Ten years ago when Casey and Chris were living in Nashville, struggling along as musicians without much ready cash, they decided to record a Christmas album for their family. After a couple of practices to decide which songs to include, the two of them gathered around Chris's computer in the living room of his apartment and laid down eight tradtional Christmas carols (instrumentals) and one Stanley Brothers' Christmas song with Chris on guitar and Casey on banjo.
The relatives loved it. (Murphy got tears in her eyes.) There were no plans to ever release this album commercially. Except for family and friends, no one has heard it. Every Christmas when Murphy first listens to it she calls both Casey and Chris to tell them how much she likes it and how good it is. (And she still gets choked up!)
When trying to think of a present for our customers we remembered this album. It has never been sold. The ONLY way to get this CD is as part of this free gift promotion. We thought it would be the perfect way to say "Thank You" to our students for sticking with us and keeping us in business all these years!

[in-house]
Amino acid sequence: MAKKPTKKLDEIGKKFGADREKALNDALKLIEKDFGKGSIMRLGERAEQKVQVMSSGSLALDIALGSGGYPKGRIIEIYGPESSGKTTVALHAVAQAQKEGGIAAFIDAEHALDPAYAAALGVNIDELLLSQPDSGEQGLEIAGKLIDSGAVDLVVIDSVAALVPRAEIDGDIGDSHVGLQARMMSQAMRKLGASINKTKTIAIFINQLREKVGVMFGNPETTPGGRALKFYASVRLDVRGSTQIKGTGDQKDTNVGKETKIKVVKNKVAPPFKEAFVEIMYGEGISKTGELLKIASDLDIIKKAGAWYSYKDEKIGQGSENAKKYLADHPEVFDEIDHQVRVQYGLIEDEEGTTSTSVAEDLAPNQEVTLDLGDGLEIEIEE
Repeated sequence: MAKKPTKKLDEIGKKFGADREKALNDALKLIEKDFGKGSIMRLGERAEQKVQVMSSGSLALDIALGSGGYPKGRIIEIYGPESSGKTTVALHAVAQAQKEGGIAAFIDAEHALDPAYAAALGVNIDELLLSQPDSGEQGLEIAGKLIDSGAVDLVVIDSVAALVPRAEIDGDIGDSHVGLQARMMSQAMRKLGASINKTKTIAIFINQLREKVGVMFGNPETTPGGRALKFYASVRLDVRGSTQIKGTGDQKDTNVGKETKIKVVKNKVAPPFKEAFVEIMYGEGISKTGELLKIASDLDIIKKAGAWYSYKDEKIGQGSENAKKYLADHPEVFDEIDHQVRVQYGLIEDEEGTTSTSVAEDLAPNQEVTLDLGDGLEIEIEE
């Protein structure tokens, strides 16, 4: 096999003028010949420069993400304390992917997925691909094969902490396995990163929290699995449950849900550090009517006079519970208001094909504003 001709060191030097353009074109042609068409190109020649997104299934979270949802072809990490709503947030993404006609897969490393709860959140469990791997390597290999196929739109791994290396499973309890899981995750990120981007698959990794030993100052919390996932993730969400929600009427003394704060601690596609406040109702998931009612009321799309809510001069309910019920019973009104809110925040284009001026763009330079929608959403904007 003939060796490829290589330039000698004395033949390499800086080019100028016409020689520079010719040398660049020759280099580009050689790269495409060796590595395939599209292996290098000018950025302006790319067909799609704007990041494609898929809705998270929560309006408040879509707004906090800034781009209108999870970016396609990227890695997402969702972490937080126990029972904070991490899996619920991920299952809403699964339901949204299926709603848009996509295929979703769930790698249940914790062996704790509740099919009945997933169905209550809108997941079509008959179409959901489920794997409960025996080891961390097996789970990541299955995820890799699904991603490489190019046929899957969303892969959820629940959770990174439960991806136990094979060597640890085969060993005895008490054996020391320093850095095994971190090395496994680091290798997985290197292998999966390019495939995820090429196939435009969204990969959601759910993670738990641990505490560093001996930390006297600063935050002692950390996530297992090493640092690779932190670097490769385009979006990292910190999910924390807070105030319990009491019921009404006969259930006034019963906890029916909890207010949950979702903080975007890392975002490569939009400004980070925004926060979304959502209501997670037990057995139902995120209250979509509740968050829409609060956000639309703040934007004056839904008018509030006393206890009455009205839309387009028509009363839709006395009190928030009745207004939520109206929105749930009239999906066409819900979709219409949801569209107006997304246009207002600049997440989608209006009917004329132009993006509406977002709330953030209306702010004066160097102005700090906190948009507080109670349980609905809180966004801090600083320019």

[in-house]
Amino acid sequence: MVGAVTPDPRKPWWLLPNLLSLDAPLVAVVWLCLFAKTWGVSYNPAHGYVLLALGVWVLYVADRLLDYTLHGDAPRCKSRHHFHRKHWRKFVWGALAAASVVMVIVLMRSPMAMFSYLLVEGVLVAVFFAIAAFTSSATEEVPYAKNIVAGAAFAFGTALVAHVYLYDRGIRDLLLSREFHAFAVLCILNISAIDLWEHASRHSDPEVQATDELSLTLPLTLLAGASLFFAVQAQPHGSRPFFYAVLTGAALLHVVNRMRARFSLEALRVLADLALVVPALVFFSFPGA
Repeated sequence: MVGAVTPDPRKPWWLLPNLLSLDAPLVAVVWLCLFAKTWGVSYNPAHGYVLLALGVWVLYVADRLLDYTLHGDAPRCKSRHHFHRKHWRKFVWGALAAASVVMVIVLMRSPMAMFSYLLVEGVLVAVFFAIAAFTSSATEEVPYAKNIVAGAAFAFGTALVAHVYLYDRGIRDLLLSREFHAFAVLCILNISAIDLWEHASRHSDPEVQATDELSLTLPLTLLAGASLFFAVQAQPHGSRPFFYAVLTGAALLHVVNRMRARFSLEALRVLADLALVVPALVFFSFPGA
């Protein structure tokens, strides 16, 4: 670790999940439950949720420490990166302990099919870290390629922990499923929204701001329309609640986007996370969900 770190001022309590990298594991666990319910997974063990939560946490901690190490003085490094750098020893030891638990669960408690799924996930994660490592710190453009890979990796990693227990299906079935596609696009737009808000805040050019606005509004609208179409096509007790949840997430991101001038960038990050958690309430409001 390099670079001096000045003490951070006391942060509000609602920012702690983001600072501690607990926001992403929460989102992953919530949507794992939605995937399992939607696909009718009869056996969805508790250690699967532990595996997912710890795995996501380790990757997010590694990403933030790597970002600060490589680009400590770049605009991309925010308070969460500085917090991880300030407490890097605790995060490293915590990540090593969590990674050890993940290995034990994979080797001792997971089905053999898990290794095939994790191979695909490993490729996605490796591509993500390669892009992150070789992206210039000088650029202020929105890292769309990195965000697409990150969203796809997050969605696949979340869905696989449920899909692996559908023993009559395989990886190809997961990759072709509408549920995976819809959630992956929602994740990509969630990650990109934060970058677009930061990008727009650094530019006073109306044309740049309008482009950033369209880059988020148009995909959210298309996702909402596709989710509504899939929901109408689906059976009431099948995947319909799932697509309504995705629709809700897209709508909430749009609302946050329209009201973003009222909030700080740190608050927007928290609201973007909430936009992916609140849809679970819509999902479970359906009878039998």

Every order this week (Dec 7-13, 2014) will include a free copy of the Casey and Chris Christmas album. Physical orders will get a CD in the package. Download orders will receive an email with the audio files.
We did a lot of great jamming last night but the funniest part of the jam was when two of our doctors started talking about hip replacement surgery. I'm sure I'll get the details wrong (and you docs can laugh) but I think the conversation centered on the trendy new anterior approach--in which you only have to split the muscle--and the old-fashioned posterior approach in which the muscle is actually cut. Then, mercifully, the topic morphed into music and medicine when one of the doctors said he had recently played my M and M Blues CD in the "OR" (doc-speak for Operating Room). From there the conversation took a nose-dive into "songs you don't want to hear played in the OR," such as "I Saw The Light" or "Bury Me Beneath The Willow." Maybe you had to be there but was really funny at the time. I said, "Keep it coming, folks, it's all fodder for the blog."
We had a nicely balanced jam last night with three guitars and three banjos, three womyn (Kathy G, Steph, and moi) and three men (David, Gregg, and Chuck). There were also three lead singers. And--I just realized this--it was the third of December. (Which brings to mind that classic opening line to Ode To Billy Joe: "It was the third of June another sleepy, dusty Delta day....") But I digress. ...continue reading